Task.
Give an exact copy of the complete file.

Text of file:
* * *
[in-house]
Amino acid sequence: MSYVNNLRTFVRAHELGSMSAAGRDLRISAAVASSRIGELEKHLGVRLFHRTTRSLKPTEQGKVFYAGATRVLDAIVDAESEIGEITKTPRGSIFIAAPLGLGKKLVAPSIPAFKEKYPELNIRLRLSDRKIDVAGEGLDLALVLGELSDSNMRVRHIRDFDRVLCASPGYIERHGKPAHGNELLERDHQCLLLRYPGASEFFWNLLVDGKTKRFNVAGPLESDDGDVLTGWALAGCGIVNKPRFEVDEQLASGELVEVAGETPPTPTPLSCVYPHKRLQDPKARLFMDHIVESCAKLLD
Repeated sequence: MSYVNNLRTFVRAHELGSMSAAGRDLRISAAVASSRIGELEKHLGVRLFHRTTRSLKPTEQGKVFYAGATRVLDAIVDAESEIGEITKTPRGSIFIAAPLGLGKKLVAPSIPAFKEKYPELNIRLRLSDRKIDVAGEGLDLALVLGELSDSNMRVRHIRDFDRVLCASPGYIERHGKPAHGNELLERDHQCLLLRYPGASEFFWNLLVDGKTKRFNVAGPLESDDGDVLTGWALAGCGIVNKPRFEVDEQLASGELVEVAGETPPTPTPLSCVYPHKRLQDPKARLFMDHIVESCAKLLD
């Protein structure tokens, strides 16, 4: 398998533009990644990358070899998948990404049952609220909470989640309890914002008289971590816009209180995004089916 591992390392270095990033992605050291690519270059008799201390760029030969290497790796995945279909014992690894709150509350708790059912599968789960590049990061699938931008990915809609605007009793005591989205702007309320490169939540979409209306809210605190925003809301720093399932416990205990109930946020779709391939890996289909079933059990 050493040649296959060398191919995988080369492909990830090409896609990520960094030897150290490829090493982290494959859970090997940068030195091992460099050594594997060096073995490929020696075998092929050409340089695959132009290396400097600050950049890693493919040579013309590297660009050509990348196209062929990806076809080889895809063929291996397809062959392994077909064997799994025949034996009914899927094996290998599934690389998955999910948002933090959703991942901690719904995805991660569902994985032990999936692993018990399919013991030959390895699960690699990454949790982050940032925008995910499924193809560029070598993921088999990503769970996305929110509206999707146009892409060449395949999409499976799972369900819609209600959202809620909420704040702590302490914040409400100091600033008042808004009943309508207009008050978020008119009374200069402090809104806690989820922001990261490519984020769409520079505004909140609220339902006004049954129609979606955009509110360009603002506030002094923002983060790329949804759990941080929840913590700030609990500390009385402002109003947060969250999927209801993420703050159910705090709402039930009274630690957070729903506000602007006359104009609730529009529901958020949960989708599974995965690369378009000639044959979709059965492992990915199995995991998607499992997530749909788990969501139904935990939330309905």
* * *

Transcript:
[in-house]
Amino acid sequence: MSYVNNLRTFVRAHELGSMSAAGRDLRISAAVASSRIGELEKHLGVRLFHRTTRSLKPTEQGKVFYAGATRVLDAIVDAESEIGEITKTPRGSIFIAAPLGLGKKLVAPSIPAFKEKYPELNIRLRLSDRKIDVAGEGLDLALVLGELSDSNMRVRHIRDFDRVLCASPGYIERHGKPAHGNELLERDHQCLLLRYPGASEFFWNLLVDGKTKRFNVAGPLESDDGDVLTGWALAGCGIVNKPRFEVDEQLASGELVEVAGETPPTPTPLSCVYPHKRLQDPKARLFMDHIVESCAKLLD
Repeated sequence: MSYVNNLRTFVRAHELGSMSAAGRDLRISAAVASSRIGELEKHLGVRLFHRTTRSLKPTEQGKVFYAGATRVLDAIVDAESEIGEITKTPRGSIFIAAPLGLGKKLVAPSIPAFKEKYPELNIRLRLSDRKIDVAGEGLDLALVLGELSDSNMRVRHIRDFDRVLCASPGYIERHGKPAHGNELLERDHQCLLLRYPGASEFFWNLLVDGKTKRFNVAGPLESDDGDVLTGWALAGCGIVNKPRFEVDEQLASGELVEVAGETPPTPTPLSCVYPHKRLQDPKARLFMDHIVESCAKLLD
């Protein structure tokens, strides 16, 4: 398998533009990644990358070899998948990404049952609220909470989640309890914002008289971590816009209180995004089916 591992390392270095990033992605050291690519270059008799201390760029030969290497790796995945279909014992690894709150509350708790059912599968789960590049990061699938931008990915809609605007009793005591989205702007309320490169939540979409209306809210605190925003809301720093399932416990205990109930946020779709391939890996289909079933059990 050493040649296959060398191919995988080369492909990830090409896609990520960094030897150290490829090493982290494959859970090997940068030195091992460099050594594997060096073995490929020696075998092929050409340089695959132009290396400097600050950049890693493919040579013309590297660009050509990348196209062929990806076809080889895809063929291996397809062959392994077909064997799994025949034996009914899927094996290998599934690389998955999910948002933090959703991942901690719904995805991660569902994985032990999936692993018990399919013991030959390895699960690699990454949790982050940032925008995910499924193809560029070598993921088999990503769970996305929110509206999707146009892409060449395949999409499976799972369900819609209600959202809620909420704040702590302490914040409400100091600033008042808004009943309508207009008050978020008119009374200069402090809104806690989820922001990261490519984020769409520079505004909140609220339902006004049954129609979606955009509110360009603002506030002094923002983060790329949804759990941080929840913590700030609990500390009385402002109003947060969250999927209801993420703050159910705090709402039930009274630690957070729903506000602007006359104009609730529009529901958020949960989708599974995965690369378009000639044959979709059965492992990915199995995991998607499992997530749909788990969501139904935990939330309905």